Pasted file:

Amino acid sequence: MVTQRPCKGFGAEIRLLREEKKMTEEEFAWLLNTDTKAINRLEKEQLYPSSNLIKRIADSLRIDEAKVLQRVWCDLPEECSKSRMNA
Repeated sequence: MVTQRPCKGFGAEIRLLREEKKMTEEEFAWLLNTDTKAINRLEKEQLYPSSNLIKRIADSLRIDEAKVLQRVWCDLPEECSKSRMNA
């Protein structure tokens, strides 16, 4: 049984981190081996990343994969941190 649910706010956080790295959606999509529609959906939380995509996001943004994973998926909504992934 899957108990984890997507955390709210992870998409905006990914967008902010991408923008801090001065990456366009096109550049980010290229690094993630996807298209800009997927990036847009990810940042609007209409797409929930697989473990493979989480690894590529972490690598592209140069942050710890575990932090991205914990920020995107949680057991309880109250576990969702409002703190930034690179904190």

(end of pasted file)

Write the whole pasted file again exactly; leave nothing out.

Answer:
Amino acid sequence: MVTQRPCKGFGAEIRLLREEKKMTEEEFAWLLNTDTKAINRLEKEQLYPSSNLIKRIADSLRIDEAKVLQRVWCDLPEECSKSRMNA
Repeated sequence: MVTQRPCKGFGAEIRLLREEKKMTEEEFAWLLNTDTKAINRLEKEQLYPSSNLIKRIADSLRIDEAKVLQRVWCDLPEECSKSRMNA
């Protein structure tokens, strides 16, 4: 049984981190081996990343994969941190 649910706010956080790295959606999509529609959906939380995509996001943004994973998926909504992934 899957108990984890997507955390709210992870998409905006990914967008902010991408923008801090001065990456366009096109550049980010290229690094993630996807298209800009997927990036847009990810940042609007209409797409929930697989473990493979989480690894590529972490690598592209140069942050710890575990932090991205914990920020995107949680057991309880109250576990969702409002703190930034690179904190």